A Home So Small it Does Not Need a Building Permit
We are entering a period when mini-homes are no longer considered a humble lifestyle choice but a fully accepted alternative to conventional homes. Where once “cozy” was a dreaded four-letter word, it is now a desired phrase, as people seek to prove their green credentials by living in tiny houses. Whether you call them creative cabins, mini-prefabs, or modular homes, a growing demand for these houses is causing a flurry of them to appear on the market.
One that really stands out is the sleekly designed Mono Cabin designed by Drop Structures—an ideal option for someone who enjoys the bare necessities of life. With a footprint of just 106 sq ft, it is small enough to avoid needing a building permit and is finished and ready to be dropped off in just six to eight weeks. No assembly necessary. Its steel base does not require any foundations, making it plug-in ready from the movement it is dropped off.
Part of the appeal of the Mono Cabin is down to its simple design. Place it in any location and its coal-black coloring and sharp lines, fit comfortably into its surroundings. Ryan Abernathy, one of the co-founders of DROP Structures – the company behind the Mono Cabin – believes it should “complement and enhance your current situation.” Urging people to think of them more as a ”piece of art than a functional asset.”
From its carefully selected materials to its superbly engineered structure, it is no surprise that the cabin was the result of years of planning and designing.
Its long, linear layout and fully glazed openings maximize the natural light on both the front and back façades. A trussed frame roof is designed to withstand the harshest weather conditions and it is good to know that its seam metal exterior requires zero maintenance. Solid core insulation and double-paned windows make it suitable for all four seasons (all models come supplied with a heater).
Inside, the design is minimal, the wooden Baltic Birch walls forming a warm backdrop to the few key pieces of furniture. Real care and attention has gone into choosing the materials, such as its surprising use of black leather flooring—a highly resilient material that over time ages with a rich patina. The deck is made of locally sourced Douglas fir although a cedar deck is also available. At just $22,000 for the basic model, they have managed to keep the costs down, too.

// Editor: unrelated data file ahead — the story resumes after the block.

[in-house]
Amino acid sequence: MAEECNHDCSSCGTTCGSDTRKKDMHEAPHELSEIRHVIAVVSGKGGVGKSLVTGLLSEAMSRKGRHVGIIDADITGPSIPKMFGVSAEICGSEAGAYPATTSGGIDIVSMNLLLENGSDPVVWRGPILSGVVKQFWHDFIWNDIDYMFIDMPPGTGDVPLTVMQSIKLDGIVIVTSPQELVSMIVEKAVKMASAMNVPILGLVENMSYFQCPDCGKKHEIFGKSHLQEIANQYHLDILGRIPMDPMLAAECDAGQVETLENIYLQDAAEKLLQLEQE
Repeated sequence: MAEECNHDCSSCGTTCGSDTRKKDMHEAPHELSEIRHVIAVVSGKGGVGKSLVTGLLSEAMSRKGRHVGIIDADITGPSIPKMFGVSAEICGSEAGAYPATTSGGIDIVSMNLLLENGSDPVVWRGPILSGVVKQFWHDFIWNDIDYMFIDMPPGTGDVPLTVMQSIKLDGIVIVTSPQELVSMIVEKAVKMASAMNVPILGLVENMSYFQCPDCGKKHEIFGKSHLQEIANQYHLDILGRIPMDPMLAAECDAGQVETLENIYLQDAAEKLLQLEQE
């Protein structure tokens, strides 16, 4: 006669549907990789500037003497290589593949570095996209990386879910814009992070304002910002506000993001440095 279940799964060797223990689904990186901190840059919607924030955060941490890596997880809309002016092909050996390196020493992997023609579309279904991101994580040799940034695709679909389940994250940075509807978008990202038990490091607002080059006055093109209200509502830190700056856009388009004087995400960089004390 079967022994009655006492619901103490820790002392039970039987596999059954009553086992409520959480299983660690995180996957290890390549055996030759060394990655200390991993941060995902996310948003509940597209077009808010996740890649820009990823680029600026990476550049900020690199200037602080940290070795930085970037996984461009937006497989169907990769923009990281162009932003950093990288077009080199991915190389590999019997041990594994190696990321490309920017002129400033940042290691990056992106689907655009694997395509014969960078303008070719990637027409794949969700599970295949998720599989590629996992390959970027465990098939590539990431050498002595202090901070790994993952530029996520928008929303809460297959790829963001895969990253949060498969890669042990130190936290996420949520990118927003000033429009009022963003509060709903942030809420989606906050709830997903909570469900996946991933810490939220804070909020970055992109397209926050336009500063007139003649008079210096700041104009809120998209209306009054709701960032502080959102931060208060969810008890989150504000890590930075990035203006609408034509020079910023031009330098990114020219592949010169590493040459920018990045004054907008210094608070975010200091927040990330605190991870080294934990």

That changes of course if you opt to customize the cabin. Different window configurations such as skylights and back or side windows push the price up, as do the numerous additional features like a murphy bed, a loft, wood stove, and even a kitchen and bathroom can be installed for longer versions. Its versatility is impressive, making the cabin suitable as an office, an exercise room in the backyard, or positioned in the countryside for glamping–this is where the Mono Cabin really comes into its own.
The appeal of glamping, as popularized by sites such as AirBnB, has grown enormously in recent years and it has been predicted that appeal is only set to increase. Farms and even traditional campsites are catering to its growing popularity, providing a luxurious alternative to the “rough” joys of traditional camping.
Remote living in cabins offer a reconnect with nature whilst simultaneously providing a disconnect from the stresses of the modern world. A comprehensive study carried out by The Finnish Forest Research Institute in 2015 revealed that just a short walk of 20 minutes in woodlands can help significantly reduce the stress of urban life with its pollution, noise, and 24/7 digital technology.
Glamping, of course, is part of a wider narrative as more people are drawn the appeal of primitive living. It is fashionable right now to shrink your physical footprint whilst only surrounding yourself with the things you need–there isn’t room to store them otherwise! It is not just a way of de-cluttering but in a broader sense, a means of escaping the trappings of consumerism and embracing an environmentally-friendly mindfulness.
The architectural book Hide and Seek, focuses on these imaginative structures and their fascinating blend of architecture and modern living. Cabins and summer hideaways enable their owners to escape from their urban routines and the key to getting these sanctuaries right–as the book demonstrates–is a delicate balance of concept, furniture, décor, and atmosphere.
The freedom to enjoy peace and quiet in a remote shelter resonates with just about everyone, but that freedom is further enhanced by the Mono Cabin’s portability. Even if you decide to place one in a forest or on a mountainside, there is nothing to stop you from picking it up and moving it again in the future. Its short-term potential is considerable and the Mono Cabin is ideal as a guest room to an existing property. Or think of all of the urban spaces lying temporarily unused which can be utilized with flexible modular homes like the Mono Cabin.
The only drawback right now is that the Mono Cabin is only available in Canada and North America, but here’s hoping it won’t be long before these cabins are being rolled out around the world. With its easy versatility and simple, stunning design, this powerful addition to modular homes has the potential to make a real impact.